Farmers meeting at the Gazipur protest encampment outside India’s capital, New Delhi, Nov. 26 celebrate after their massive yearlong mobilizations were victorious, forcing Prime Minister Narendra Modi to rescind new agricultural laws that threatened their livelihoods. These laws would have removed state-backed minimum price protections on staple grains and open up toilers on the land to greater exploitation by agricultural capitalists.
Indian farmers “don’t trust Modi,” Kulpreet Singh told this Militant reporter Nov. 27 in New York’s Times Square at the end of a victory car caravan. The 29-year-old immigrant worker, whose family has farmed for generations in India’s Punjab state, said the farmers are “not going back until this is finalized.”
Two days later, the Indian rulers hastily pushed a bill through the two houses of Parliament scrapping the laws. They were rushing to try to demobilize one of the biggest challenges to their “modernizing” drive since Modi’s Hindu nationalist government came to power in 2014.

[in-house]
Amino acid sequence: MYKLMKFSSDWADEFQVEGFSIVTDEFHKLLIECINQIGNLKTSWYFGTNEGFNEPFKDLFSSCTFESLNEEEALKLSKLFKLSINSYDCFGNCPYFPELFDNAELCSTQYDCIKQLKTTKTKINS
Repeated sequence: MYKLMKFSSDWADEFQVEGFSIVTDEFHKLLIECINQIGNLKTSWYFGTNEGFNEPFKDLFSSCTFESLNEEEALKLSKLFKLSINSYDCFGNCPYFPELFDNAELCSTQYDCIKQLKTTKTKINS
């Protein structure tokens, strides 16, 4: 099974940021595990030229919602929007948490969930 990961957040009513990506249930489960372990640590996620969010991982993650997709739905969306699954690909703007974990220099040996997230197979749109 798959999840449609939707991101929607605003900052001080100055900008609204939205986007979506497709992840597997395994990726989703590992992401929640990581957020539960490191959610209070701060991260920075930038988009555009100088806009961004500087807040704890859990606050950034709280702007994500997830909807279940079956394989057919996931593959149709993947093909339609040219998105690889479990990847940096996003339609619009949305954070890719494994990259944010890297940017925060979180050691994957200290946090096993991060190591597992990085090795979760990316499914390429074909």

In the past year up to 2 million farmers, mostly from the grain belt states of Punjab, Haryana and Uttar Pradesh, have taken part in the huge tent “cities” set up on highways leading into the Indian capital. While the Modi government will now keep the state-controlled pricing levels on wheat, rice and other staple grains, many farmers are pushing to extend this to cover other crops. They are also demanding compensation to the families of over 750 farmers who lost their lives during the protests.